Of course, if you don't follow any of these traditions, then it's not necessary to have a meatless Christmas Eve dinner. Or why not add an Aussie flavour to it? In my family, we usually feast on prawns, oysters and pavlova on Christmas Eve.
7. Get the kids to make a gingerbread house.
There are plenty of do-it-yourself gingerbread house kits available in all the major retailers such as Aldi, Coles, Big W, Kmart, and David Jones. Make a gingerbread house then devour it while you watch your Christmas movies!
8. Settle in for a night of 'Carols by Candlelight'.
A beloved Australian tradition that began in 1938, Carols by Candlelight sees the Sidney Myer Music Bowl in Melbourne light up on Christmas Eve as families and friends gather to celebrate the festive season while raising funds for Vision Australia's children's services. Canberrans don't need to go to Melbourne to experience it. All you have to do is turn on the television. Carols by Candlelight is broadcast live every year on national television on Christmas Eve.
9. Jump in the pool!
If it's stinking hot and you have a pool (or your friendly next door neighbours have one!), then jump in and cool off. You could also throw in a watermelon, play with it, then when you get out of the pool, cut it up and eat it, of course! Apparently that's a Christmas tradition in South Africa according to my South African friend. I will definitely be throwing a watermelon into my pool this Christmas Eve.
10. Reach out to someone in need.
Christmas isn't a most wonderful time of the year for everyone. In fact, it's the worst time for a lot of people, including those who have lost loved ones, have children or other family members in hospital, have escaped violent households and relationships, those who are all alone, and those who simply can't afford to give their children presents. If you know of a family, friend or neighbour in need, why not invite them over to your place on Christmas Eve for a meal or a night of Christmas games and movies? You could also put together a hamper/gift box and leave it secretly on their doorstep on Christmas Eve.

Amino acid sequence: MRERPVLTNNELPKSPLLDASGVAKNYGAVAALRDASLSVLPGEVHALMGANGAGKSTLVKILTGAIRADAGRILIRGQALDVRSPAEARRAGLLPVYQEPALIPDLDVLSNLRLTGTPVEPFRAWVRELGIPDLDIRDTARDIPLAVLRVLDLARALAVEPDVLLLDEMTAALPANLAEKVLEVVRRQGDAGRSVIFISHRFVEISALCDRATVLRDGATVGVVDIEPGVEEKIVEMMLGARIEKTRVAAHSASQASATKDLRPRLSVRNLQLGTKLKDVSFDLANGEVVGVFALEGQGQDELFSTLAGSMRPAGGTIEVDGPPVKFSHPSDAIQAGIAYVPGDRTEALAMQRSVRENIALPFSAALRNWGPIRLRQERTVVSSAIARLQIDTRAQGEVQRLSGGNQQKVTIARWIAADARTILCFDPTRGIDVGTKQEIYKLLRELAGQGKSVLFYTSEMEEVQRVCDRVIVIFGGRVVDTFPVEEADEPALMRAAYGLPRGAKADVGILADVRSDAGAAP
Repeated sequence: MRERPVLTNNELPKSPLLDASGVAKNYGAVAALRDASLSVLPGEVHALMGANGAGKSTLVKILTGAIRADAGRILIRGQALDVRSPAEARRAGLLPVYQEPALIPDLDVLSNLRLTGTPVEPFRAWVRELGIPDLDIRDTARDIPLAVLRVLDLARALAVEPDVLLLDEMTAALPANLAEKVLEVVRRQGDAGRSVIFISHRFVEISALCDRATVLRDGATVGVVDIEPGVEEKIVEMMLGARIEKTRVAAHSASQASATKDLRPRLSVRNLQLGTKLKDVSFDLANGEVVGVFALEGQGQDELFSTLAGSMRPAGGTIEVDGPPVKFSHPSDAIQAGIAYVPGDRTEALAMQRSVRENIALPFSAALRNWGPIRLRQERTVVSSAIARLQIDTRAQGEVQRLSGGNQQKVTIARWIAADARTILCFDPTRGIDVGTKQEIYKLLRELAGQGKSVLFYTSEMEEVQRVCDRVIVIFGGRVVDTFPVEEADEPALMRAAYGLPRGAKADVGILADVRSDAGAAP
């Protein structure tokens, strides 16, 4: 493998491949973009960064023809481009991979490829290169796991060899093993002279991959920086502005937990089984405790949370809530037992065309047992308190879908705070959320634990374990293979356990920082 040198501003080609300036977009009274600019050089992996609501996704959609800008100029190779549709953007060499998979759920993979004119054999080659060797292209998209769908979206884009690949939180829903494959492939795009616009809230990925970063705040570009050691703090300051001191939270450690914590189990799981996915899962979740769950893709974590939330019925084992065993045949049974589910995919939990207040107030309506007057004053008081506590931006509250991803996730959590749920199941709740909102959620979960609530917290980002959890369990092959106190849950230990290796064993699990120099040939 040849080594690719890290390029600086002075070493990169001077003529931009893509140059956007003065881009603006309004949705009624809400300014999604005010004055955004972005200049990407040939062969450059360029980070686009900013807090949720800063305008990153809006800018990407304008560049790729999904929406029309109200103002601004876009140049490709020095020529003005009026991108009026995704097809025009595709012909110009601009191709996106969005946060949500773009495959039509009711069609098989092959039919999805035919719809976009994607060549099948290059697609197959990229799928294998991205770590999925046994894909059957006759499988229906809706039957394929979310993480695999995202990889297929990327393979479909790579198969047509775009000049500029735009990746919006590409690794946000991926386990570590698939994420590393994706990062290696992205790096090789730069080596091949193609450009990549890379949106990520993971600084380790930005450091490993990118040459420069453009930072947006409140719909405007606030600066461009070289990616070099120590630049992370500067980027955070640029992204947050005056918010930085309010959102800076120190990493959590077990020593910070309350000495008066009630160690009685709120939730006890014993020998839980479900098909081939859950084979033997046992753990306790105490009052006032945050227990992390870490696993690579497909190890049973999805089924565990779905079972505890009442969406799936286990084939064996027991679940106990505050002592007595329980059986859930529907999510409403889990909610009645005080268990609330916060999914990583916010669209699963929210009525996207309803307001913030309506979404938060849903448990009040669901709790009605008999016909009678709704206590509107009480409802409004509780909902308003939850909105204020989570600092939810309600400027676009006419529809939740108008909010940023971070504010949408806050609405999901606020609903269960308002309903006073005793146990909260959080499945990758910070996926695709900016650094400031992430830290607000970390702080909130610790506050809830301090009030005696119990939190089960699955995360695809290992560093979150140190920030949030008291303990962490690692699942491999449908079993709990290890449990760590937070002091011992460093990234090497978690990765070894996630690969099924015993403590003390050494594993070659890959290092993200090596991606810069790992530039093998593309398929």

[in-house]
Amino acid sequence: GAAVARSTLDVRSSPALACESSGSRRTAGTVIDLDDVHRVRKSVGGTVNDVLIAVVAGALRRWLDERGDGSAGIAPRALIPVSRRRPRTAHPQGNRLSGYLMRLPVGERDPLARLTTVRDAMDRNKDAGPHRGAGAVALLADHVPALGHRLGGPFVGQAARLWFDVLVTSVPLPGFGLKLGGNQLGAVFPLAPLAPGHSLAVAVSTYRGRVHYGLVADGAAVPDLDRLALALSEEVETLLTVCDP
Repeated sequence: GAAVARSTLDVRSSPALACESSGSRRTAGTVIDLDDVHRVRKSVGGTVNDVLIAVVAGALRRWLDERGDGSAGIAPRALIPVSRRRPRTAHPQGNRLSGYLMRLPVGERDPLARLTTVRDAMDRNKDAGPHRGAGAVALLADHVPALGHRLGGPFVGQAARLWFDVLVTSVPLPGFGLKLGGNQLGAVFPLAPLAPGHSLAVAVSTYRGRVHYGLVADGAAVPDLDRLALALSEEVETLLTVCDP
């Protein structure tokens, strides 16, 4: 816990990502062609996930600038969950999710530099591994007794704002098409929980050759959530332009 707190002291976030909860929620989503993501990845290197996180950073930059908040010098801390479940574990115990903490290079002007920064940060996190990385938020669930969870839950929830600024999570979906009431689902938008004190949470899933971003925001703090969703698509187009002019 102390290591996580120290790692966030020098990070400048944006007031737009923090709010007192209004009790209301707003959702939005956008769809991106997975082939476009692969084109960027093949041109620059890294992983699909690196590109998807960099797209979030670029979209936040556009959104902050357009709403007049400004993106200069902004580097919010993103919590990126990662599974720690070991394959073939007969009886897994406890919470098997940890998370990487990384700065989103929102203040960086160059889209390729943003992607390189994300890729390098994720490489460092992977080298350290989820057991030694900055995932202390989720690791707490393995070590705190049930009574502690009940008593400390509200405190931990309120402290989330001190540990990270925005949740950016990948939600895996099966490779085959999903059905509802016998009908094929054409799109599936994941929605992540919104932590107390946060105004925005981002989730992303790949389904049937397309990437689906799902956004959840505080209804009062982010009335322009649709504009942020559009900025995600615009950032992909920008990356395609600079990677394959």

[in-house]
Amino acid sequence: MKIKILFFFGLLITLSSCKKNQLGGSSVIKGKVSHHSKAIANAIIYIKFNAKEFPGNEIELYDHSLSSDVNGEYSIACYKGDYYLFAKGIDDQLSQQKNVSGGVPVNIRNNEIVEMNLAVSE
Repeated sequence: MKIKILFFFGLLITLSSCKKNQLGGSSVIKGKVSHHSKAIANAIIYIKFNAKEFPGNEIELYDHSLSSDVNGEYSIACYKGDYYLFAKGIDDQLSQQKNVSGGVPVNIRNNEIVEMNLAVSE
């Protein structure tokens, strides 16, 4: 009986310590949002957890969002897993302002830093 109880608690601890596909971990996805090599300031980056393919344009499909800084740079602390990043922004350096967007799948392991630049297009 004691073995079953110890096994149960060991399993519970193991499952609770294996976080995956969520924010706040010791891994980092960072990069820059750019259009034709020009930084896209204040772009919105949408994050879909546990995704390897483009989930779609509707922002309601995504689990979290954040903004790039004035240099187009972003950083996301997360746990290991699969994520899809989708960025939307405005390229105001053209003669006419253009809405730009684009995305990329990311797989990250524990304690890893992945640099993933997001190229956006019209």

11. Ring the bells at St Andrews Church.
Come to St Andrew's Presbyterian Church on Christmas Eve between 7.30pm and 10.00pm to see their Christmas lights and life size nativity scene. Enjoy family activities, walk through the church, and play Christmas carols on the church bells. Then stay on for Midnight Mass. St Andrews Church is located at 1 State Circle, Forrest.
12. Attend a Midnight Mass service.
The Christmas Eve midnight church service is one of the popular Christmas traditions of the Western Christian church around the world. If you've never been to one or you don't know what it is, the midnight church service (or midnight mass in the Catholic and Anglican traditions) is basically a church service that occurs on or before midnight on December 24 every year. Why? Because Jesus Christ, the central figure of Christianity, is believed to have been born at midnight on Christmas Eve. If you've never been to a Midnight Mass before but would like to try it out this Christmas Eve, then check out my tips here on how to make the most of your first Midnight Mass service.
However, you celebrate Christmas Eve this year-whether it's lazing about in the pool with a giant watermelon or feasting on twelve meatless dishes or driving around town to see the Christmas lights or reading books together or settling in for a night of Die Hard and waiting for that precious moment when the arch villain Hans Gruber falls off Nakatomi Tower-may your Christmas Eve be full of joy and magic!
"He sprang to his sleigh, to his team gave a whistle,
And away they all flew like the down of a thistle.
But I heard him exclaim, ere he drove out of sight,
HAPPY CHRISTMAS TO ALL, AND TO ALL A GOOD-NIGHT!"